Lexus LS 600h Landaulet
Lexus LS 600h Landaulet will be the wedding car of is Serene Highness Prince Albert II of Monaco and Carlene Wittstock in Monte Carlo on 2 July. The car features a one-piece transparent polycarbonate roof, full hybrid powertrain and unique comfort.
The car is built by Belgian coachbuilder Carat Duchatelet, working closely with Lexus engineers based in Brussels. The project took more than 2 000 hours to complete, with a focus on maintaining the levels of quality and technological sophistication that are fundamental to every Lexus, and preserving the performance, safety and dynamic attributes of the original LS 600h L.
Lexus LS 600h Landaulet was finished in an elegant Midnight Blue livery, applied by hand using several coats of a bespoke, water-based paint, adding to the car's environmental credentials.
The biggest feature is the transparent roof, which was real challenge in both design, as a large, single piece with no reinforcements or pillars, and in manufacturing. Lexus co-operated with a French company that specialises in supplying similar components to the aerospace industry, such as helicopter windscreens and fighter jet canopies to make this part.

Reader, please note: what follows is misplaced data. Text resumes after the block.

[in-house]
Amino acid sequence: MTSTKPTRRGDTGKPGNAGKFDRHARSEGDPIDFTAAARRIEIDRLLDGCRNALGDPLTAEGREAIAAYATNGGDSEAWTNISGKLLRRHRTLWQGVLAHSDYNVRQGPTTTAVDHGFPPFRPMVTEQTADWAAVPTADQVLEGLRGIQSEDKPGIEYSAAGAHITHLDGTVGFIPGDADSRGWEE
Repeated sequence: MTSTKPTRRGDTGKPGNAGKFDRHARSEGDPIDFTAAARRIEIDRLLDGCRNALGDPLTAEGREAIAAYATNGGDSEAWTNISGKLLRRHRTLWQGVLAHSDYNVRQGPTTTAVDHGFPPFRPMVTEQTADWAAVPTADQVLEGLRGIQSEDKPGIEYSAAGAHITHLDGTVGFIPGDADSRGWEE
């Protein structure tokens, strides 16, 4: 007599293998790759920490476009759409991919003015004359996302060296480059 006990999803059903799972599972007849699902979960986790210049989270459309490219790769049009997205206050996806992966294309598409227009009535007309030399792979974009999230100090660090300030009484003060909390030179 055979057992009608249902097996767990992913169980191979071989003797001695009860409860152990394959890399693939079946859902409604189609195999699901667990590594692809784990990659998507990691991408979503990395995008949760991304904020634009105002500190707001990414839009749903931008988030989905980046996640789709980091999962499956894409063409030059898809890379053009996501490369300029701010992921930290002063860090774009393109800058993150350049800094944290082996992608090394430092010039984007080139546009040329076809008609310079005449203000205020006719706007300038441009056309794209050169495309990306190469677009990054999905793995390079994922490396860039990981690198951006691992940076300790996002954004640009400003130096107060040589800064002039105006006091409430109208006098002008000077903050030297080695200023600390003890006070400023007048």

The roof is a single, lightweight polycarbonate shell that is 8mm thick and weighs just 26kg. Fixed to the body of the Lexus through two intermediary parts, it allows a perfect view in and out of the car.
The final stage of the conversion, re-assembly and finishing took a team of 10 specialists working with Lexus engineers more than two weeks to complete, to ensure the highest quality levels were achieved.
On the day of the wedding the LS 600h Landaulet will be used by the royal couple to tour the principality after the marriage ceremony. For most of this distance the car will operate in its fully electric mode, with zero tailpipe emissions. This is very important, but we don't want to know, how much emission are made during the preparation of this vehicle.
After the celebrations the car will be displayed at the Media Centre and later the Oceanographic Museum in Monaco.